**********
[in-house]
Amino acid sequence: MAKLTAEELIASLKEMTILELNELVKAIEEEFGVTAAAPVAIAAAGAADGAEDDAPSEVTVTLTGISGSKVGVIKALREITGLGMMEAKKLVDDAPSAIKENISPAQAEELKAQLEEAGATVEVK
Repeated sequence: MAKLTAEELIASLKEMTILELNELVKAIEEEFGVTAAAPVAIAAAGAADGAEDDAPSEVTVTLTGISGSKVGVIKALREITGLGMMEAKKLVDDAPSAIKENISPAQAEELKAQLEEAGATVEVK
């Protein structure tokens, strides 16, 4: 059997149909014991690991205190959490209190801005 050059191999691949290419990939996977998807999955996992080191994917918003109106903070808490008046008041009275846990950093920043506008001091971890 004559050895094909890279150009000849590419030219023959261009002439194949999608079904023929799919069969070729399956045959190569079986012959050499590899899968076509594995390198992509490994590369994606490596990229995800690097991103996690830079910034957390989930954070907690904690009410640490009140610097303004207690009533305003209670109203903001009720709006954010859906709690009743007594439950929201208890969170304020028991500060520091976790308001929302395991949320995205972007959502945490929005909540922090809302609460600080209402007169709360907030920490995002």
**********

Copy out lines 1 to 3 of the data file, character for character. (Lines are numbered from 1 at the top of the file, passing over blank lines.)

[in-house]
Amino acid sequence: MAKLTAEELIASLKEMTILELNELVKAIEEEFGVTAAAPVAIAAAGAADGAEDDAPSEVTVTLTGISGSKVGVIKALREITGLGMMEAKKLVDDAPSAIKENISPAQAEELKAQLEEAGATVEVK
Repeated sequence: MAKLTAEELIASLKEMTILELNELVKAIEEEFGVTAAAPVAIAAAGAADGAEDDAPSEVTVTLTGISGSKVGVIKALREITGLGMMEAKKLVDDAPSAIKENISPAQAEELKAQLEEAGATVEVK